Punk rock memoirs provide an intimate glimpse into a world many of us have dreamed of entering. It’s a rough, in-your-face, and alternately welcoming and alienating place filled with huge personalities. While biographies can provide a great deal of information on punk scenes and their history, memoirs let you see that particular time and place through the eyes of those who lived it. These five books span various times, scenes, and situations and ultimately show the reality of punk.

 

1. Clothes Clothes Clothes, Music Music Music, Boys Boys Boys by Viv Albertine

The guitarist for The Slits released this memoir of her time in the 1970’s English punk scene in 2014. A respected influence on later rock and roll, Albertine shares her stories from both the beginning of punk rock and her recent return to music after twenty-five years.

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2. Hunger Makes Me a Modern Girl by Carrie Brownstein

Among those influenced by Viv Albertine was Sleater-Kinney guitarist Carrie Brownstein. Her long-anticipated memoir came out a year after Albertine’s. In this book, Brownstein traces her escape from a turbulent childhood and her rise among the 1990’s underground feminist punk-rock movement in sensitive, thoughtful prose.

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3. Punk Rock Dad by Jim Lindberg

Though he does try too hard at times to prove his cred throughout his book, Jim Lindberg shows that punk rock and parenting are not mutually exclusive. As lead singer and guitarist of the California punk band Pennywise and the father of three young girls, Lindberg shows the difficulties and rewards of balancing the two most important identities in his life.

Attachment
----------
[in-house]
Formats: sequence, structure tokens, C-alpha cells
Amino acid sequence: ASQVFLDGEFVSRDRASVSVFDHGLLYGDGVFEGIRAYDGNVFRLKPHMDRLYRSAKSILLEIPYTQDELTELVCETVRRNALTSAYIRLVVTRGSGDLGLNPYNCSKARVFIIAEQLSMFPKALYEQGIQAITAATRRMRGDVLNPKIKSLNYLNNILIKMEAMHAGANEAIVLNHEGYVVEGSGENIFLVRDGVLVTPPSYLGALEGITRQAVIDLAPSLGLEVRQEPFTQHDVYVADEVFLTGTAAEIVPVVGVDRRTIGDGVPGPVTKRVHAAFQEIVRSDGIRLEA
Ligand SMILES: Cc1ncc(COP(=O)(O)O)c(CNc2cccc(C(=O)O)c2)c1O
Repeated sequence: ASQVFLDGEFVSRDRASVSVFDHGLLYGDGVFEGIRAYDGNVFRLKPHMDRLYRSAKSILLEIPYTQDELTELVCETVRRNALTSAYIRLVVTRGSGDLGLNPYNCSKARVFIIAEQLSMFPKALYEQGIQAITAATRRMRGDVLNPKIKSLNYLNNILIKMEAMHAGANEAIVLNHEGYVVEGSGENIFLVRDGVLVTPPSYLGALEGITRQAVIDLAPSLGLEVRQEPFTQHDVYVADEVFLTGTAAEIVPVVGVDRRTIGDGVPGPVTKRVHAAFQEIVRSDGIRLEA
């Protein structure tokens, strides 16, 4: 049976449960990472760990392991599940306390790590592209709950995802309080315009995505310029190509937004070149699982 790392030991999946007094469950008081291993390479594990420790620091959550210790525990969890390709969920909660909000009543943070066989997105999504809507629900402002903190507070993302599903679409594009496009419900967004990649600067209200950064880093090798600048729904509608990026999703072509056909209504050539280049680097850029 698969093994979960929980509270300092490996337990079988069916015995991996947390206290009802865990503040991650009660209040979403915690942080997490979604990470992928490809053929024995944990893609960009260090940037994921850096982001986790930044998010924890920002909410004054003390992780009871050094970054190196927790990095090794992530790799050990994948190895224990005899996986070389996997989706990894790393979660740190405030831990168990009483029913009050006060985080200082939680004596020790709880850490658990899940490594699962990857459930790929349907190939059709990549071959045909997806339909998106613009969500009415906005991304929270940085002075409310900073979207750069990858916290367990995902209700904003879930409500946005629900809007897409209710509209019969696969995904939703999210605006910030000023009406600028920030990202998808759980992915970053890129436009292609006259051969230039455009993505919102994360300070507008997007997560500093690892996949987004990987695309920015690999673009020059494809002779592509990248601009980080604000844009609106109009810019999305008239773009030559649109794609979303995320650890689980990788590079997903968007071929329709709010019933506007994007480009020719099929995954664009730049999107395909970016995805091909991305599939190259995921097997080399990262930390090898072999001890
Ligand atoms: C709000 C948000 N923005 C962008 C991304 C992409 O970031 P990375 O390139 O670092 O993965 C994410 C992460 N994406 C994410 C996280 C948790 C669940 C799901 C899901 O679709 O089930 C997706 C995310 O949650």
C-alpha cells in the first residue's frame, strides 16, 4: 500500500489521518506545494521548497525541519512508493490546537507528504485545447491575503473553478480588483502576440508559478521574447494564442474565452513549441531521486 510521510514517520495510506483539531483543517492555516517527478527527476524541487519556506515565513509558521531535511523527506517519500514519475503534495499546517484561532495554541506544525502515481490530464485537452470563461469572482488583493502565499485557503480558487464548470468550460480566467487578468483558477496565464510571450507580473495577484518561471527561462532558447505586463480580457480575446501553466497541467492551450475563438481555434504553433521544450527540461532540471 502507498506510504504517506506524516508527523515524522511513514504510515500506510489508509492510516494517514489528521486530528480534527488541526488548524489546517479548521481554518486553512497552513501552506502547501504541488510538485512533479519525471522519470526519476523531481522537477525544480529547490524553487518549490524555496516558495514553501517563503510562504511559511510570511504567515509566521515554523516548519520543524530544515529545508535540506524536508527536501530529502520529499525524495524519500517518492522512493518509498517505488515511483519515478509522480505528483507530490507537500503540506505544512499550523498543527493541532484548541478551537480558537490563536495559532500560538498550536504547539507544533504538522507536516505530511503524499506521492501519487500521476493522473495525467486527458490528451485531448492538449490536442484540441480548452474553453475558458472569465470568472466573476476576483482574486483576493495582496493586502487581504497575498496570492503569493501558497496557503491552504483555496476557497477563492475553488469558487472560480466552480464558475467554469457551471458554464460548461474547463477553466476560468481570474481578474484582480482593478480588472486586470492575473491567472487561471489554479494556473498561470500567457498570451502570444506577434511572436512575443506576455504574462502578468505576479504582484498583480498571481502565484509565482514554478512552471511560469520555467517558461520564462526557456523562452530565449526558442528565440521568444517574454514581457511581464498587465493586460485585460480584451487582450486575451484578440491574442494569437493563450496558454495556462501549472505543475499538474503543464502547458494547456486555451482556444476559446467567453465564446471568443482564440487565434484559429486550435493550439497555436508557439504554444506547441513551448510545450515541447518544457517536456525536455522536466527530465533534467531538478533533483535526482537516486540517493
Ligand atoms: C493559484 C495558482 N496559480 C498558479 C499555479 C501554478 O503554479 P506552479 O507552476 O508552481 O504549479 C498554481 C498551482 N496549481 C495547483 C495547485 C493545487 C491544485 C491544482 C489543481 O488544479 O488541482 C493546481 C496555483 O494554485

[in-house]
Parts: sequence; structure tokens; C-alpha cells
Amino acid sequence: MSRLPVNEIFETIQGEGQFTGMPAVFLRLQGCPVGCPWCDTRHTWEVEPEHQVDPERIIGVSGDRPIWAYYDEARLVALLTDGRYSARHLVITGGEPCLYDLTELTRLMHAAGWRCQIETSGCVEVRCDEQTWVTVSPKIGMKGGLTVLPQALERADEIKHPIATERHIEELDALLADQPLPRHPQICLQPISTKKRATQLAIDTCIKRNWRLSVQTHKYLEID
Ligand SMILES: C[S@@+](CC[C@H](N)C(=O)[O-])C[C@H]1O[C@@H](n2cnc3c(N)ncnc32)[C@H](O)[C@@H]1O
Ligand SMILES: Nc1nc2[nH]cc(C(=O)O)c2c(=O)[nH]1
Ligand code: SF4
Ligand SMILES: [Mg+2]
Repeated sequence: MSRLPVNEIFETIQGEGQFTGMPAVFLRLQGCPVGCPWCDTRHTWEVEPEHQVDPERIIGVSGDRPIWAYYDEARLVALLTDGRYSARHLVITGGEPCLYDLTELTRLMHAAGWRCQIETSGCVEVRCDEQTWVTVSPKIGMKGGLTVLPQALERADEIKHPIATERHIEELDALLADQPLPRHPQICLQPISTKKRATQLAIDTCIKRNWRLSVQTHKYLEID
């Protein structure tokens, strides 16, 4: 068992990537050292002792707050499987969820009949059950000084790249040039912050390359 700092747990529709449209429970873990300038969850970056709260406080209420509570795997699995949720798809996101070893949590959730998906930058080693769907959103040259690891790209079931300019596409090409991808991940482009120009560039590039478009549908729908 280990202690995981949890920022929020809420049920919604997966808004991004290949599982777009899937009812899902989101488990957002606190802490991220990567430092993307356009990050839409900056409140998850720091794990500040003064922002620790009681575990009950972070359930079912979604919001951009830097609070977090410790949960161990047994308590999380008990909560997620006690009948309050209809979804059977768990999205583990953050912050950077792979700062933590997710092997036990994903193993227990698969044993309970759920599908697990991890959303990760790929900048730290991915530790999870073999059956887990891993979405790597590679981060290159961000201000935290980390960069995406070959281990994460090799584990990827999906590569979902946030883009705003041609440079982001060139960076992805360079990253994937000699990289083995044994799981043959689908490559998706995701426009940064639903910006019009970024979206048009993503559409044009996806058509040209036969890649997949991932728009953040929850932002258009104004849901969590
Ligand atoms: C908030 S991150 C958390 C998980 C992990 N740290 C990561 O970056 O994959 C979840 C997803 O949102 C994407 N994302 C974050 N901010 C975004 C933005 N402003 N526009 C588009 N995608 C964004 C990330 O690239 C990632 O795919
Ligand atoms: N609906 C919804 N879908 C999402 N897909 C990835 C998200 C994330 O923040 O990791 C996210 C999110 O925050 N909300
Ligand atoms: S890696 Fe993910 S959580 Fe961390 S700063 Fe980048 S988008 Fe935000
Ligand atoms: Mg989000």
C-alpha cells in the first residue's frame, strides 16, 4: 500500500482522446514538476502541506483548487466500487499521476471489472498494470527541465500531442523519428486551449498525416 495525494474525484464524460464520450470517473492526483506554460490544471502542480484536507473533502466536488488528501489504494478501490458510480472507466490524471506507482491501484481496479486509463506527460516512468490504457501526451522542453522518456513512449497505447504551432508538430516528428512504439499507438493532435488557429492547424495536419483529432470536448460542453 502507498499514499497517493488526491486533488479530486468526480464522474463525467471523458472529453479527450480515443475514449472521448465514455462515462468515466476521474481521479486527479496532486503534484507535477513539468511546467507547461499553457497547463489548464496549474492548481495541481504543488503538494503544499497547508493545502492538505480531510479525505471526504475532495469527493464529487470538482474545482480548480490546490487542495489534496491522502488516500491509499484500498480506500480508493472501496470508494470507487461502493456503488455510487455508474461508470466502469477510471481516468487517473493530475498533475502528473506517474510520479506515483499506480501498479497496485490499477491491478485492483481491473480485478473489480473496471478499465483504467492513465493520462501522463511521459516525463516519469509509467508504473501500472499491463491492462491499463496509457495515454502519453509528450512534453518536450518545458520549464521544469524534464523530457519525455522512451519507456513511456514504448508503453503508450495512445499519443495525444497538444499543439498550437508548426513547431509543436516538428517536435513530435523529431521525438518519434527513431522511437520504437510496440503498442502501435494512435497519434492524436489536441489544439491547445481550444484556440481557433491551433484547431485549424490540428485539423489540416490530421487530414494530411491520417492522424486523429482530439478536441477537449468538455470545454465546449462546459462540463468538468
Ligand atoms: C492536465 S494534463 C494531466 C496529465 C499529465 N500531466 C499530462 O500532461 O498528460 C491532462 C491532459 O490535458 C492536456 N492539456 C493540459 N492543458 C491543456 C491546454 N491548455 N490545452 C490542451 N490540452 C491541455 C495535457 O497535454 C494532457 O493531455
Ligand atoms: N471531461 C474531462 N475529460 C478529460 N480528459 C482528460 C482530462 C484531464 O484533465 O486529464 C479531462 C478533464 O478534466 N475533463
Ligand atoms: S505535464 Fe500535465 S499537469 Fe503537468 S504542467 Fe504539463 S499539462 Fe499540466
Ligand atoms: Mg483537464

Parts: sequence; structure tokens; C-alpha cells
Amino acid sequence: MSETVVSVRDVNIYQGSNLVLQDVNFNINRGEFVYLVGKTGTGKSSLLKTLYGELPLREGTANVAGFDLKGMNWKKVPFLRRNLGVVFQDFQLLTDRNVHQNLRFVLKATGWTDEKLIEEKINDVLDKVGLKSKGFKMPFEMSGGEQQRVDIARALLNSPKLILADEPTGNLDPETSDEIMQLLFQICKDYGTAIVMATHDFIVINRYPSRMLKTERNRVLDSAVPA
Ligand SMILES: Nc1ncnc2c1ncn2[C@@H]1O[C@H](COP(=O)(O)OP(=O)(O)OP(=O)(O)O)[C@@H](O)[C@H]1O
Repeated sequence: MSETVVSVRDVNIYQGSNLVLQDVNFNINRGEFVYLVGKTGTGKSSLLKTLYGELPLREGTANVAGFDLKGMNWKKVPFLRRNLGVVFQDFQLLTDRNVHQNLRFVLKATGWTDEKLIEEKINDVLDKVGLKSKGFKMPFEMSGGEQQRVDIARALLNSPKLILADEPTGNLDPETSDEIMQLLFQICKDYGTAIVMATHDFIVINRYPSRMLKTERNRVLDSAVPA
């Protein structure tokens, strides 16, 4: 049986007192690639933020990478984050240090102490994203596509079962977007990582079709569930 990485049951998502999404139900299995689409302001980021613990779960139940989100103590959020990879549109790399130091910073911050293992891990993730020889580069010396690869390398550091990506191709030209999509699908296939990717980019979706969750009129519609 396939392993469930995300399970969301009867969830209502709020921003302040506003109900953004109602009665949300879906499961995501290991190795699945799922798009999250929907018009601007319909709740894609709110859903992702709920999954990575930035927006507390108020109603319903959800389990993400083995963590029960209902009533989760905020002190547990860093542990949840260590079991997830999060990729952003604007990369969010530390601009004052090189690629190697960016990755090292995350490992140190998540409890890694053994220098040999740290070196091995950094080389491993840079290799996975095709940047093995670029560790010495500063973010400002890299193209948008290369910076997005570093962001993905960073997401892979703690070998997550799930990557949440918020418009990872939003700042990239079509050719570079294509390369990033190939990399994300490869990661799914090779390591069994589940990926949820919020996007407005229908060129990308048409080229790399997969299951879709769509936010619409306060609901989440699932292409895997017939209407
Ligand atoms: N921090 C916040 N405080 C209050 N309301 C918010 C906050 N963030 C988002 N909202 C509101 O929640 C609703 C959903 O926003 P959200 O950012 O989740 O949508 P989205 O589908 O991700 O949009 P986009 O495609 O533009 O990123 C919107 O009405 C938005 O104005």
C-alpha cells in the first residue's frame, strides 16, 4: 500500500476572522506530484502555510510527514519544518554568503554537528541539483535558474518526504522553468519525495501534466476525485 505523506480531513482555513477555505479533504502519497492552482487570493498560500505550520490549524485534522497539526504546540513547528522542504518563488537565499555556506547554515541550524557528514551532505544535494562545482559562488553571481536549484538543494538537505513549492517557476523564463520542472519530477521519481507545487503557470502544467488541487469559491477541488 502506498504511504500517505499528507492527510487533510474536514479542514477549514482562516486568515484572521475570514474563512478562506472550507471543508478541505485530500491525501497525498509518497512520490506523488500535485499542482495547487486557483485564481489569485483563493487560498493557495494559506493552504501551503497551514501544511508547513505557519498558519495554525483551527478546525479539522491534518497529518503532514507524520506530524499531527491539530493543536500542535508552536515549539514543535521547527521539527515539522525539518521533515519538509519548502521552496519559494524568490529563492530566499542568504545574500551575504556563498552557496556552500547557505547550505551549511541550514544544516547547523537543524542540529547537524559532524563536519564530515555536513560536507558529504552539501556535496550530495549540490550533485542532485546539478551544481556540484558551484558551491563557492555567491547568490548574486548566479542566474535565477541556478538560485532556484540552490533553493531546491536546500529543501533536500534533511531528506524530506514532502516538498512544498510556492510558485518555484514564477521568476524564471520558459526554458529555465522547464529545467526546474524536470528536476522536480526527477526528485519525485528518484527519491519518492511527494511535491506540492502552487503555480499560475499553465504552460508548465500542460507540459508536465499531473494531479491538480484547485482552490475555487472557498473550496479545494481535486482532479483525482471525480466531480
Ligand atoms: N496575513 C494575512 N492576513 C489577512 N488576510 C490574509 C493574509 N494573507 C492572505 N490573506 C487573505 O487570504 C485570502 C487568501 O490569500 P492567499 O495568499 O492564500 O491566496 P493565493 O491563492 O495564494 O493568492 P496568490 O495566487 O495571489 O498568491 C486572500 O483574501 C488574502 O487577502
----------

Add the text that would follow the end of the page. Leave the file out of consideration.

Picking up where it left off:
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4. Violence Girl: East L.A. Rage to Hollywood Stage, a Chicana Punk Story by Alice Bag

England wasn’t the only place where punk rock was thriving in the 1970’s. Alice Bag, the lead singer of 70’s punk icons The Bags, tells her story of growing up among the violence in her East L.A. neighborhood and in the earliest American punk scenes.

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5. Just Kids by Patti Smith

Patti Smith is a legend of punk and her first memoir, Just Kids, won the National Book Award for Non-Fiction in 2010. This is the story of Smith’s early years in New York City, living in the Chelsea Hotel and finding her place and her passion alongside dear friend Robert Mapplethorpe.

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These memoirs are among many that reach across time and place, providing insight into scenes that may have been romanticized, exaggerated, or forgotten. What other punk rock memoirs would you recommend? Let us know!

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